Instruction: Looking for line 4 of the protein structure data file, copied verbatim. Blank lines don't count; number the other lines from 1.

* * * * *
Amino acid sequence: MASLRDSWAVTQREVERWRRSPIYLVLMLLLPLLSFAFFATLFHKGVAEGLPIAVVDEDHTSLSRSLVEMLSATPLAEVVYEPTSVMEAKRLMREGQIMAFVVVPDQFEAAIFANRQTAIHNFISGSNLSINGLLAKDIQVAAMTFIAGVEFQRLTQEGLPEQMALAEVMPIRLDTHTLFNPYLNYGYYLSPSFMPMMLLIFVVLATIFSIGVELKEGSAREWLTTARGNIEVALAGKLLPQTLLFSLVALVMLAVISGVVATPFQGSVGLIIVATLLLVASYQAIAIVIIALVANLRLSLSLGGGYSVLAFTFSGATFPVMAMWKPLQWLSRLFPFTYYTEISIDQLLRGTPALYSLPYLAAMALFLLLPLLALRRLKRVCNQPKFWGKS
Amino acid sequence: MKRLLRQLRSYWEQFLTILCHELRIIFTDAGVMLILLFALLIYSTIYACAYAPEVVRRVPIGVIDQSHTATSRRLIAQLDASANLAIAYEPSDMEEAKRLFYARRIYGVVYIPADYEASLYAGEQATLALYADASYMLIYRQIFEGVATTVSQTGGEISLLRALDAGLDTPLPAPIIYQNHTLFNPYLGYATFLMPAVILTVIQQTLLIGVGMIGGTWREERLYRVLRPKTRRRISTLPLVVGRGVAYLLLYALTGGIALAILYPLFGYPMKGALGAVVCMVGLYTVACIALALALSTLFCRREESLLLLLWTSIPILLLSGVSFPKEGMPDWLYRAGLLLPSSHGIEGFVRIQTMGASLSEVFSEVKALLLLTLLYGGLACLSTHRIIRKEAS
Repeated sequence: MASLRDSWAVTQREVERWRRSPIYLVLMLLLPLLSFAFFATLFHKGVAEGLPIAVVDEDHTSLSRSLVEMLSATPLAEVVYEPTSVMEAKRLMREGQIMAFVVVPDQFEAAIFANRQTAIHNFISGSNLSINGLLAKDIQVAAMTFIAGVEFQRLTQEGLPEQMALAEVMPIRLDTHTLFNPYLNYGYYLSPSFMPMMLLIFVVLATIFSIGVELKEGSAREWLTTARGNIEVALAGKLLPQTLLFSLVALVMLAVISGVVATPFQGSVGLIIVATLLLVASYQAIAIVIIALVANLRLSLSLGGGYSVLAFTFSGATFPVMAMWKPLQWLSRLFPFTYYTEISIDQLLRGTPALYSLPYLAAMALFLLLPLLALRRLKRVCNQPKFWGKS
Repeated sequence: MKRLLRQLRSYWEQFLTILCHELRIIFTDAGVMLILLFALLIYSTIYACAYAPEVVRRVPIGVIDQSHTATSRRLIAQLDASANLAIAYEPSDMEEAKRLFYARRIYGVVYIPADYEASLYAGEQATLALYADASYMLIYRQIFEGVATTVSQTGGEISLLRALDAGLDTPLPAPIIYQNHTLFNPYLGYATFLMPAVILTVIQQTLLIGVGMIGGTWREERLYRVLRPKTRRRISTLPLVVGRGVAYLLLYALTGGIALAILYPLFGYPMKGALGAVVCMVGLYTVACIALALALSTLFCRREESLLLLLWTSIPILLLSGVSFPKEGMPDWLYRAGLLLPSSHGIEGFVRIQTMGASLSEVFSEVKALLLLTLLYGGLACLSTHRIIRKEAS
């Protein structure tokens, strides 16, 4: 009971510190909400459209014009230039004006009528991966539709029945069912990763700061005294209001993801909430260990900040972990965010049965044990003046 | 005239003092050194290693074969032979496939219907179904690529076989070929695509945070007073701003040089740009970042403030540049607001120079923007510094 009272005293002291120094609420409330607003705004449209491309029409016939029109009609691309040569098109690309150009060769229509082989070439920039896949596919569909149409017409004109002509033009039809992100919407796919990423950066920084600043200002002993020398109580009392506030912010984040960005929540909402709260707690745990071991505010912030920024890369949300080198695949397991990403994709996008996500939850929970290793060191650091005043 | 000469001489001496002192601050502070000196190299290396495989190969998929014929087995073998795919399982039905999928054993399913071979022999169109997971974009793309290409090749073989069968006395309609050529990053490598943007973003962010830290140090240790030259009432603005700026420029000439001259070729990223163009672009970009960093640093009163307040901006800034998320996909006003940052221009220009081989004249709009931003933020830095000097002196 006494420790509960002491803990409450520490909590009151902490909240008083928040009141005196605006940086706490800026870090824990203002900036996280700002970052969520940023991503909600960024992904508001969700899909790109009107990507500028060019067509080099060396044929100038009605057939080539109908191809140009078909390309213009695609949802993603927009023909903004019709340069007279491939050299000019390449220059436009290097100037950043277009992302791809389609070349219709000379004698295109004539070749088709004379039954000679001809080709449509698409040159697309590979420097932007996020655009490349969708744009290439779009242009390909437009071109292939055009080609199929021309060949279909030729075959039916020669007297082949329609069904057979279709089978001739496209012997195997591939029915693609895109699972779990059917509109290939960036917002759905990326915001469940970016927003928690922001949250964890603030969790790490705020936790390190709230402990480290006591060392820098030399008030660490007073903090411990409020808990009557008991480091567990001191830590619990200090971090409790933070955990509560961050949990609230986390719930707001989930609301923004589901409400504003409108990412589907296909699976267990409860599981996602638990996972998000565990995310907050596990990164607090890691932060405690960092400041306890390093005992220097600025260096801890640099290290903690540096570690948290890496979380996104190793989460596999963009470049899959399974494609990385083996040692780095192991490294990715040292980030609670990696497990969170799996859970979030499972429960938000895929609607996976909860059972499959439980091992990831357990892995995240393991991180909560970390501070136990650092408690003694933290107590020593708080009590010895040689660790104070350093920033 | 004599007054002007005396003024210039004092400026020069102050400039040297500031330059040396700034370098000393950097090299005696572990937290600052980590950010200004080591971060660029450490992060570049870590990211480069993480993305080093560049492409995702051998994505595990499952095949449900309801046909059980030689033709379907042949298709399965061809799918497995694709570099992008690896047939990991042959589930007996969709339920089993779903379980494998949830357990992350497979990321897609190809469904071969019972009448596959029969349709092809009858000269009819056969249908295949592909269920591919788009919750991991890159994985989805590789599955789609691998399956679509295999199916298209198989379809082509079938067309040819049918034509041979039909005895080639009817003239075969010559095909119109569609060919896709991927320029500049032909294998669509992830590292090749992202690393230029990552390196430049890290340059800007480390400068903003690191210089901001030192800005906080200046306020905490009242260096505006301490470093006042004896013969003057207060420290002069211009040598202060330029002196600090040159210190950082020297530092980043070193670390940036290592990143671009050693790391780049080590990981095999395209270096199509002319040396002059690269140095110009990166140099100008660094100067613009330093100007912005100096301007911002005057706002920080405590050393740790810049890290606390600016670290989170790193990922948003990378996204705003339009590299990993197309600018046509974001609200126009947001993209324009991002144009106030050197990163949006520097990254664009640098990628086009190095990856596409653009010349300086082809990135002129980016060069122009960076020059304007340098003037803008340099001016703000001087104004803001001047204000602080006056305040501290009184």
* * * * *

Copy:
Repeated sequence: MKRLLRQLRSYWEQFLTILCHELRIIFTDAGVMLILLFALLIYSTIYACAYAPEVVRRVPIGVIDQSHTATSRRLIAQLDASANLAIAYEPSDMEEAKRLFYARRIYGVVYIPADYEASLYAGEQATLALYADASYMLIYRQIFEGVATTVSQTGGEISLLRALDAGLDTPLPAPIIYQNHTLFNPYLGYATFLMPAVILTVIQQTLLIGVGMIGGTWREERLYRVLRPKTRRRISTLPLVVGRGVAYLLLYALTGGIALAILYPLFGYPMKGALGAVVCMVGLYTVACIALALALSTLFCRREESLLLLLWTSIPILLLSGVSFPKEGMPDWLYRAGLLLPSSHGIEGFVRIQTMGASLSEVFSEVKALLLLTLLYGGLACLSTHRIIRKEAS